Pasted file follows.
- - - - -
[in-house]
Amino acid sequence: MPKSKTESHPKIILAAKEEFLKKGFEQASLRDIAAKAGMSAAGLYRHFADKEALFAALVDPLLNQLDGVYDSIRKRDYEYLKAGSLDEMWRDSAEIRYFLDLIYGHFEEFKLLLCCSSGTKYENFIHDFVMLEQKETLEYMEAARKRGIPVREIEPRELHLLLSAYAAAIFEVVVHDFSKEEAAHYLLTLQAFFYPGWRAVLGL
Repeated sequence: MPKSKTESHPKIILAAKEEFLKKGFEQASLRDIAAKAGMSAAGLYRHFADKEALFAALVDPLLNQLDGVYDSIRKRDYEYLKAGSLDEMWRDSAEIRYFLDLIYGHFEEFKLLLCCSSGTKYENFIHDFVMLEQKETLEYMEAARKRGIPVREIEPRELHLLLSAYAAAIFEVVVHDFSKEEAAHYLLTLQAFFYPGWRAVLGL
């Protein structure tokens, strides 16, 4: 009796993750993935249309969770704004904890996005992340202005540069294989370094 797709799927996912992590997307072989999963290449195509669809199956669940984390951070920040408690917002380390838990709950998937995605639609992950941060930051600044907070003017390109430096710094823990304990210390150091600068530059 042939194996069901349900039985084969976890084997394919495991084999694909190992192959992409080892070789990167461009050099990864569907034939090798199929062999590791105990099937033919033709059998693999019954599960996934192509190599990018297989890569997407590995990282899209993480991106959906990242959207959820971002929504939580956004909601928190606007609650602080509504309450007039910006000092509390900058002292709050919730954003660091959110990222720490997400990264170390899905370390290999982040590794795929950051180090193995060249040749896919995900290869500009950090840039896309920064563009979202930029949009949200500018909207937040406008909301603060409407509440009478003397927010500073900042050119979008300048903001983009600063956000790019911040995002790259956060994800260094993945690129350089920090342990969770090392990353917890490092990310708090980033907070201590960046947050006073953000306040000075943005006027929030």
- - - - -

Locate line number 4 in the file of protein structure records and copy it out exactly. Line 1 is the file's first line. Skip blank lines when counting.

């Protein structure tokens, strides 16, 4: 009796993750993935249309969770704004904890996005992340202005540069294989370094 797709799927996912992590997307072989999963290449195509669809199956669940984390951070920040408690917002380390838990709950998937995605639609992950941060930051600044907070003017390109430096710094823990304990210390150091600068530059 042939194996069901349900039985084969976890084997394919495991084999694909190992192959992409080892070789990167461009050099990864569907034939090798199929062999590791105990099937033919033709059998693999019954599960996934192509190599990018297989890569997407590995990282899209993480991106959906990242959207959820971002929504939580956004909601928190606007609650602080509504309450007039910006000092509390900058002292709050919730954003660091959110990222720490997400990264170390899905370390290999982040590794795929950051180090193995060249040749896919995900290869500009950090840039896309920064563009979202930029949009949200500018909207937040406008909301603060409407509440009478003397927010500073900042050119979008300048903001983009600063956000790019911040995002790259956060994800260094993945690129350089920090342990969770090392990353917890490092990310708090980033907070201590960046947050006073953000306040000075943005006027929030």